We kicked off today’s adventure with a visit to the Museum of African Design (MOAD). The museum is located in an older warehouse that is part of a larger set of 80 buildings that have been purchased by a developer in effort to revitalize the area. Aaron, the director of the museum, explained that the developer saw potential for a successful museum due to the amount of foot and car traffic in the road surrounding the area. The current exhibit at the museum was created by several Danish artists that concerns ultracontemporary art. Local artists come to the museum everyday to present works that they have created within the past few days, and each piece must be in reaction to a very recent event. While the idea is unique and the displays are fascinating, it is clear that MOAD is undergoing an identity crisis. They aren’t really a design museum, much less an African design museum, and participation in the current exhibit is limited to local artists who have the ability to present their work at 2:00 pm on a weekday, making it almost impossible for rising artists
with a 9 to 5 to get involved. Though the modern art pieces laden with social commentary were certainly interesting to look at and talk about, the museum’s name certainly feels like a discomforting misnomer based on its content. That being said, Aaron mentioned that the museum is making efforts to discover its identity by trying to reach out to more South African and African artists and establishing a board of directors to help make critical decisions. We’ll see where MOAD goes from here, and hopefully the museum finds its own unique identity.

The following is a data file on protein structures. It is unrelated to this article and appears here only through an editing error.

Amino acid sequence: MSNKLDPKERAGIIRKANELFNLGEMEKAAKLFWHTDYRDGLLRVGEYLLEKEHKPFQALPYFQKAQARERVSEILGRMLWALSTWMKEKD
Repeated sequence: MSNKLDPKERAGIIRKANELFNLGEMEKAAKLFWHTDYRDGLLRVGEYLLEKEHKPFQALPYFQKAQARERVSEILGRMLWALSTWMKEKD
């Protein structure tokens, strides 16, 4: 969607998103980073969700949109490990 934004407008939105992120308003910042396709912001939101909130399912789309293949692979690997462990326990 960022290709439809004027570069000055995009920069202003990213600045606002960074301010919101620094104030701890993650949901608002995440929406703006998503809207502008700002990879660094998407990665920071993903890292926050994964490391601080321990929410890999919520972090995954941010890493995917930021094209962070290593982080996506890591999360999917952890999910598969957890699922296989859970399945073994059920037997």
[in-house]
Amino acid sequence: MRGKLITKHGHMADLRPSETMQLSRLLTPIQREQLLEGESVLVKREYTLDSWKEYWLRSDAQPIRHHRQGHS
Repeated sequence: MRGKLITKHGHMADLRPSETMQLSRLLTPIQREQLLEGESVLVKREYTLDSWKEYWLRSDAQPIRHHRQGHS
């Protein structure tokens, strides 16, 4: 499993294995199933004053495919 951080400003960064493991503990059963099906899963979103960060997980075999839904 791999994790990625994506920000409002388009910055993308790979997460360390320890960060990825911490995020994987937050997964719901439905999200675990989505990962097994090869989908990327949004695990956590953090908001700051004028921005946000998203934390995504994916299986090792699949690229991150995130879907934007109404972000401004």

From there we went onto meet artist Stephen Hobbs at his workspace. He showed us around the studio and introduced us to a few of his colleagues who help make his designs and ideas come to life. One wall was completely covered in photos, sketches, scale models, small sculptures, and text that showed countless threads of ideas. There was so much information and creativity on that one wall that all of its interconnections seemed to be
only apparent to Stephen, but it was inspiring to see one person’s train of thought and how it leads into physical art. Stephen also led an extensive conversation about how the choices you make connect to your vision and how you will change the world. His views on the importance of community and mutual understanding seemed to influence each piece of art he has created, which he clearly takes pride in, and rightfully so.
After our meeting with Stephen we returned to MOAD to watch today’s presentation of the new artworks and see them get placed around the exhibit space. To our surprise, we wound up seeing each artist present their piece, participating in a brief audience discussion, and, finally, listening to the exhibit’s creators decide whether or not each piece actually belonged in their exhibition. I really enjoyed hearing other people’s thoughts and interpretations of the artwork, but the one of the creators unnecessarily tore into one of the works because he found it too general for the exhibit. I understand that as the creators they’re allowed to decide what goes into the exhibition, but it seemed as though there was too much emphasis on following the very specific rules rather than creating meaningful art that commented on current events.
Our last stop was at the Johannesburg Art Gallery (JAG). We were toured around by a guide named Khozi, who explained that the tour guides at JAG are actually all volunteers through the Friends of JAG organization. Recent events have made it difficult for JAG to be able to reach out further to the community, especially due to the police renting out part of its parking lot and significant water damage to the building due to poor roofing and repairs that only made the situation worse. The exhibits themselves were beautiful, especially their displays of South African art (including Gerard Sekoto), but I was continuously concerned about the physical wellbeing of the building and their lack of funding. There’s plenty of high-quality work in the museum that deserves to be on display and seen by many, but the water damage and lack of funds to support a solid staff and the necessary repairs seems to have reached critical point.